Watching every episode of the inaugural Master Chef Canada competition last year significantly impacted Ajax resident Kwasi Douglas.
Instead of yearning for the contestants’ mouth-watering dishes, it whetted his appetite to be part of the reality show.
“I didn’t see much of a reflection of myself,” he said. “That and the opportunity to pursue a food dream of making fine dining accessible for those who can’t afford it were the primary reasons I chose to enter the competition.”
Trinidad & Tobago-born sisters
Ottawa-based social worker Sparkle Davis, who grew up in T & T with her father; and Jamaican-born Fabian Suckoo, who migrated to Calgary five years ago, were the only Caribbean-born contestants to crack the inaugural competition’s Top 50.
Narida Mohammed, Davis and Suckoo were eliminated in the early stages, while Marida Mohammed made it all the way to the final, finishing in second place behind Eric Chong.
The last of three boys born to Guyanese immigrants, Douglas is attempting to go a step further than Mohammed.
At last July’s open casting call, he delivered a signature dish consisting of sweet potatoes and salmon fish cakes with polenta fries and coleslaw.
“It was a humble dish which I put in my backpack and made my way to the open call,” said Douglas. “I took it down with my fingers crossed and hoping for the best. When I got to the facility and saw the level of competition, I almost packed up my dish and walked out.”
Calming down and eventually overcoming the overwhelming audition, Douglas is set to impress the judges who include culinary experts Michael Bonacini, Alvin Leung and Claudio Aprile, regarded as one of Canada’s most innovative and creative chefs.
“I expect to do well because I have very high standards which are what the judges are looking for,” he said. “They are among the best in their field and I trust them.”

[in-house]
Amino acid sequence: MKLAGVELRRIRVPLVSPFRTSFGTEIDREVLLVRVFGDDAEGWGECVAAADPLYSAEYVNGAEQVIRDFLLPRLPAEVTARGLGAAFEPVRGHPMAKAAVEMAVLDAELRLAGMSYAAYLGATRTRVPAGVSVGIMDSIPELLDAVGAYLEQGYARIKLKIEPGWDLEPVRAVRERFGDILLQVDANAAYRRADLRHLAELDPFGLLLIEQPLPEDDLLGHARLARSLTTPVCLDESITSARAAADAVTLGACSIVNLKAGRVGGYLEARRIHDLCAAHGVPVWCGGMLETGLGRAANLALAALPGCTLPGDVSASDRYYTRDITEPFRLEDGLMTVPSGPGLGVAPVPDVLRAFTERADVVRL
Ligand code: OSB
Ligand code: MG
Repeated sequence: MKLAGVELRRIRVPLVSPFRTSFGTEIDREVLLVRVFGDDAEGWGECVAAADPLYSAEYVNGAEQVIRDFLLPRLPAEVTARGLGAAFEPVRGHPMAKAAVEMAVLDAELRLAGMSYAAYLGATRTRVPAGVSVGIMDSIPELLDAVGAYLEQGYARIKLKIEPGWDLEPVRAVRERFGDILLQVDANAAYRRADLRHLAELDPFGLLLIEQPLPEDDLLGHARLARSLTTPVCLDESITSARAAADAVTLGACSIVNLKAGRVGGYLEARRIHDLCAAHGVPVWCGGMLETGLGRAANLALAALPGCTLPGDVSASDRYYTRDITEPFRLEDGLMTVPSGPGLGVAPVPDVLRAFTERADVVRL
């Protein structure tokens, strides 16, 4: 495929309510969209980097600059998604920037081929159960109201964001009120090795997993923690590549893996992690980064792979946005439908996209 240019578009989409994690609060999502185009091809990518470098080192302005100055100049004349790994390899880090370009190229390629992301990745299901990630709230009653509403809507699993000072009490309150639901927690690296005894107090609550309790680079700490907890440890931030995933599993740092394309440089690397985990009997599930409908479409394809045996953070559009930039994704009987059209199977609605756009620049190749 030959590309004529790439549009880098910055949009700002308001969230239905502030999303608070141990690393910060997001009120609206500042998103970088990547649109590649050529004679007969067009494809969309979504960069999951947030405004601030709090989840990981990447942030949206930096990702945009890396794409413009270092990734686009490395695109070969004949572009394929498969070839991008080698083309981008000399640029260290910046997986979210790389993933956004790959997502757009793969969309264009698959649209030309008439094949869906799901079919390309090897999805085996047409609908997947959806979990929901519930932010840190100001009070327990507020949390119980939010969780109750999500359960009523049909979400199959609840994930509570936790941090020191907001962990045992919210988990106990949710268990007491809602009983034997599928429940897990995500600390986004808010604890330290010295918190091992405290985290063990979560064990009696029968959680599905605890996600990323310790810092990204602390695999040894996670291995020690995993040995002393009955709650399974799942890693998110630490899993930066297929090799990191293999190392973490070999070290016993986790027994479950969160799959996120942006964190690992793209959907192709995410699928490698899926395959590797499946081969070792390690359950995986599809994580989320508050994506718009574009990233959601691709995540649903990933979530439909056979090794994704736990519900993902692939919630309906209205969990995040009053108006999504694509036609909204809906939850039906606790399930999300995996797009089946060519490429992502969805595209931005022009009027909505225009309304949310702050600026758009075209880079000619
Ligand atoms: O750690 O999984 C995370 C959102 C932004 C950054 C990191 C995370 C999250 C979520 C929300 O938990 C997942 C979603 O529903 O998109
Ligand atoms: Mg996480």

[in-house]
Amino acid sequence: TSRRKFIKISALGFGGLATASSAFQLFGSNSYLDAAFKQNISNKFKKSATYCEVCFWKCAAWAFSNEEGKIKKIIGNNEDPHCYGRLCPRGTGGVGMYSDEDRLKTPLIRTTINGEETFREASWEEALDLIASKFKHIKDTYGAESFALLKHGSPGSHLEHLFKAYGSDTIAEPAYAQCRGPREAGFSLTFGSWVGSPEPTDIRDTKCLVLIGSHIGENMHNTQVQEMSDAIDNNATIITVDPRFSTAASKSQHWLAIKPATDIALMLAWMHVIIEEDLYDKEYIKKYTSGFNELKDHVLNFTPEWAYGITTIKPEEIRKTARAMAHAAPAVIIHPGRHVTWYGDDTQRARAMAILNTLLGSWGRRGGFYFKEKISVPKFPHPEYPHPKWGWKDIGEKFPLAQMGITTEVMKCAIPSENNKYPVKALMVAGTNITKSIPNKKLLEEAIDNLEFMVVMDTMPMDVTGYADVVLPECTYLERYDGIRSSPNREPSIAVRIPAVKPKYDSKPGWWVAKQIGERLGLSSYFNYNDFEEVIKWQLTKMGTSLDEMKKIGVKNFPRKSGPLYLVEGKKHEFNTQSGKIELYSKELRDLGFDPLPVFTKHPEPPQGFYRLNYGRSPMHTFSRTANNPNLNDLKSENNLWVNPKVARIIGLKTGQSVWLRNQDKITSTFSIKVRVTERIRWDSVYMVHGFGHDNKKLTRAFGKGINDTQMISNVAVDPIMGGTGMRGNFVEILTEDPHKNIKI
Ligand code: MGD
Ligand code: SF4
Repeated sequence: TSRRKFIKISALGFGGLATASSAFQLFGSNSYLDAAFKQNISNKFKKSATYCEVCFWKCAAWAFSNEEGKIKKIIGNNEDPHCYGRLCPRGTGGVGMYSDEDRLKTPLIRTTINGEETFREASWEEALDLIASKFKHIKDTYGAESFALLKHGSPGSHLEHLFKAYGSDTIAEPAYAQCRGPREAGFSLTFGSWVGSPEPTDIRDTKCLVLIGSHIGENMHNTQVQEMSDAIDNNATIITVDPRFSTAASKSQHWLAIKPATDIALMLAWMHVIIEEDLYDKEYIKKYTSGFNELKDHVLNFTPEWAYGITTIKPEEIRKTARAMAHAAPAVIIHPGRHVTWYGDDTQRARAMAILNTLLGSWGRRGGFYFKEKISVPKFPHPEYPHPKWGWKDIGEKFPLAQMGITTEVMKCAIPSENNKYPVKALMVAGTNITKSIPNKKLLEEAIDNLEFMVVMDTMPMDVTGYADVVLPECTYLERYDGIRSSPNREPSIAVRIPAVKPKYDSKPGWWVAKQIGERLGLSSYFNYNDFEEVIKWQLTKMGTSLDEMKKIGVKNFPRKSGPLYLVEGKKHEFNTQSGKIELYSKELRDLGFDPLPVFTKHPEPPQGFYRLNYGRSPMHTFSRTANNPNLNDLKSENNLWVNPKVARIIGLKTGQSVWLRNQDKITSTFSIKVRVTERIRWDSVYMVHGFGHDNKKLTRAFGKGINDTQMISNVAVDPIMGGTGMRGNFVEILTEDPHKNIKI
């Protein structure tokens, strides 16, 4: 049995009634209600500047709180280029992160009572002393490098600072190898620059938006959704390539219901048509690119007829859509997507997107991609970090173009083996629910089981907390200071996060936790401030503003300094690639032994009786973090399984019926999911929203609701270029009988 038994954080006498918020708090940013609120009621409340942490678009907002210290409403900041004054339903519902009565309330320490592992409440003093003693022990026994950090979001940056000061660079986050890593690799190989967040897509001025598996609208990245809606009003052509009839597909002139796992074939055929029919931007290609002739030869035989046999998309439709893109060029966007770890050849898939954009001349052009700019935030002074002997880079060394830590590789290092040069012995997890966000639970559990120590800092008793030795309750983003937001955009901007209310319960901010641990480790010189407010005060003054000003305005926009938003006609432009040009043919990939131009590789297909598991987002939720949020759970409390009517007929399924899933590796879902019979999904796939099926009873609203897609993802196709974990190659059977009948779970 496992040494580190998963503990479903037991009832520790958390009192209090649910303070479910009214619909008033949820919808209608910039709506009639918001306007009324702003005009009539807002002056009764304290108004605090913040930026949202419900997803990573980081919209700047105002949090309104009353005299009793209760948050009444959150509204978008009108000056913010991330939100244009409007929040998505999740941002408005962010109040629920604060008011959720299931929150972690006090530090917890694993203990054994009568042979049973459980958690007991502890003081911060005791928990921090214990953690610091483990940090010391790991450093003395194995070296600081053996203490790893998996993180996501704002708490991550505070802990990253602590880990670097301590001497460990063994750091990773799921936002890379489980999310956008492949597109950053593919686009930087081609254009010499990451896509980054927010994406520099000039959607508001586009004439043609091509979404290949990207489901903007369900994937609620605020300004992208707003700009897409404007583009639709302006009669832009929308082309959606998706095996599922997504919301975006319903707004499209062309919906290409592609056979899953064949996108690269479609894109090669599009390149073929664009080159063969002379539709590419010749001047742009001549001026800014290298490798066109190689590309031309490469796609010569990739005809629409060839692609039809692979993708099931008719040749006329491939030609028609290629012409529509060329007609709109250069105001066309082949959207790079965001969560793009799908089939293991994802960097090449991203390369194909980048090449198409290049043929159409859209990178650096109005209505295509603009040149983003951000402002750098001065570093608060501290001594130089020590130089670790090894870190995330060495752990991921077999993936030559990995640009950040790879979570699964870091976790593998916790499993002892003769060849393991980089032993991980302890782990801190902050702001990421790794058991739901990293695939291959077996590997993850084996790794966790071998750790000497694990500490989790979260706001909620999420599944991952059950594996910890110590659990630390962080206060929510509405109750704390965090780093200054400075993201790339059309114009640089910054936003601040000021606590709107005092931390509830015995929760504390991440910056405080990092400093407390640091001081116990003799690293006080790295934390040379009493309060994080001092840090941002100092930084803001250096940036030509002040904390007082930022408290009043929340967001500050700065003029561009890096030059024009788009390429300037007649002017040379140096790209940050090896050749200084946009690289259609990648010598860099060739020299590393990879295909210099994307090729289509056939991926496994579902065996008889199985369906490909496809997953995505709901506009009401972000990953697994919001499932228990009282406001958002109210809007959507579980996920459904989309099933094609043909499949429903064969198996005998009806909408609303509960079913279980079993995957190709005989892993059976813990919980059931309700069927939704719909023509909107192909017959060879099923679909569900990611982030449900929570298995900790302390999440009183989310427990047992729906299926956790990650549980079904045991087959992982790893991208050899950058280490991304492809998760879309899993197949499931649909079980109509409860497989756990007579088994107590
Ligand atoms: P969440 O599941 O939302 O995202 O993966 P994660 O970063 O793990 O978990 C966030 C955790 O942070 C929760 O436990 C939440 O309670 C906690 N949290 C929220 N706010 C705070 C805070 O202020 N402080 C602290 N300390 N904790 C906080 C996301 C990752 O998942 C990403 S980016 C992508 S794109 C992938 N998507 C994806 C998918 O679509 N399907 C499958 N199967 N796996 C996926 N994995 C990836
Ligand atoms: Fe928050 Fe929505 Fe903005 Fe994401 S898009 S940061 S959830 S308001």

Douglas started cooking in his early teenage years in his family’s Durham residence kitchen.
“It began with me looking at what mom was doing and then trying it for myself,” he said. “My mother likes to cook and food was always prepared in our home for family and other events. While I have worked part-time in restaurants and kitchens, most of my cooking is done at home for family and friends.”
He singled out dhal and rice with fried bangamary fish as his favourite dish.
“I could eat that for breakfast, lunch and dinner,” said Douglas. “I also enjoy stew peas and rice with some meat even though my diet is predominantly vegetarian.”
When he’s not in the kitchen, Douglas – a social service worker – provides support for men with special needs in Durham.
“These are people I can identify with because they face challenges just like I did while growing up in Whitby,” said Douglas, a Sinclair Secondary School graduate who attended Durham College. “As a visible minority, I was subjected to prejudice while individuals from the special needs community come up against hurdles every day.”
The second season of Master Chef Canada kicks off on Sunday, February 8 at 7 p.m. on CTV and CTV Go.
The winner will receive $100,000.